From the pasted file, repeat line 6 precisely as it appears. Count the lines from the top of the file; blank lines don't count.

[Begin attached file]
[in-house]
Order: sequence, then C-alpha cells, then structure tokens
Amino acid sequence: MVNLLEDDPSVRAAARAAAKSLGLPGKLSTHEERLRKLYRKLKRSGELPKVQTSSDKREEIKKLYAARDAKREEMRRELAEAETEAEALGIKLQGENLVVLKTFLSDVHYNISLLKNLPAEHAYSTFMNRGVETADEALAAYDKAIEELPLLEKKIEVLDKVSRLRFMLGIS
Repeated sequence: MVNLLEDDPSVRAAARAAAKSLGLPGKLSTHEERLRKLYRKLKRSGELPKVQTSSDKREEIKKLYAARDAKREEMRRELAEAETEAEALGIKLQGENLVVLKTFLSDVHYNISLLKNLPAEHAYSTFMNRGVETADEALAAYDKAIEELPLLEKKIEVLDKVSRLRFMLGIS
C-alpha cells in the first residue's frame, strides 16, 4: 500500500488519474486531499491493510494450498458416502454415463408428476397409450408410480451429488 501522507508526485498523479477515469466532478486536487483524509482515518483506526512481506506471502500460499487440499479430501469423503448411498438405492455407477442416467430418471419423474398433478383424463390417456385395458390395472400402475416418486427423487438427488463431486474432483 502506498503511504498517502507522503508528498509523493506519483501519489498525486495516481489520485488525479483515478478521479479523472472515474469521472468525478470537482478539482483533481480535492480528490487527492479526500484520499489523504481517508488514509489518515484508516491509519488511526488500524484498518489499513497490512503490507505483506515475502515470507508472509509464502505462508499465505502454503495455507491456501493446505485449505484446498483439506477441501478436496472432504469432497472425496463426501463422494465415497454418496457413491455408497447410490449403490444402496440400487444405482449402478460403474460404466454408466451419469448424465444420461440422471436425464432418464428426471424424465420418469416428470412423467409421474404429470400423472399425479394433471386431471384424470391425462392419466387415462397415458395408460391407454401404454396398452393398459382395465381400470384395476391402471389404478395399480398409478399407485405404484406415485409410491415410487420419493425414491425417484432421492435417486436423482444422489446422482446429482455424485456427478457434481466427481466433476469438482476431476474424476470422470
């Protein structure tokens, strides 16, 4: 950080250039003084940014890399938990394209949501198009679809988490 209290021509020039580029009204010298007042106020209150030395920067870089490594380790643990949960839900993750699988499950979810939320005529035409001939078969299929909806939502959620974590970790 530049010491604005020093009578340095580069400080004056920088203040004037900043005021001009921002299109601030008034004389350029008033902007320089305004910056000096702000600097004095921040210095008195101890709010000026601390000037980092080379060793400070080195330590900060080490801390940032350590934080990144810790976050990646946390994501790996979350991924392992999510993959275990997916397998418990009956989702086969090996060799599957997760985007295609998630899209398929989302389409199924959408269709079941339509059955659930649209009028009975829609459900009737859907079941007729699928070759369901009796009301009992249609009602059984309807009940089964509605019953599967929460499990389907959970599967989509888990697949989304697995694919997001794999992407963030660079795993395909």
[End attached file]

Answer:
């Protein structure tokens, strides 16, 4: 950080250039003084940014890399938990394209949501198009679809988490 209290021509020039580029009204010298007042106020209150030395920067870089490594380790643990949960839900993750699988499950979810939320005529035409001939078969299929909806939502959620974590970790 530049010491604005020093009578340095580069400080004056920088203040004037900043005021001009921002299109601030008034004389350029008033902007320089305004910056000096702000600097004095921040210095008195101890709010000026601390000037980092080379060793400070080195330590900060080490801390940032350590934080990144810790976050990646946390994501790996979350991924392992999510993959275990997916397998418990009956989702086969090996060799599957997760985007295609998630899209398929989302389409199924959408269709079941339509059955659930649209009028009975829609459900009737859907079941007729699928070759369901009796009301009992249609009602059984309807009940089964509605019953599967929460499990389907959970599967989509888990697949989304697995694919997001794999992407963030660079795993395909």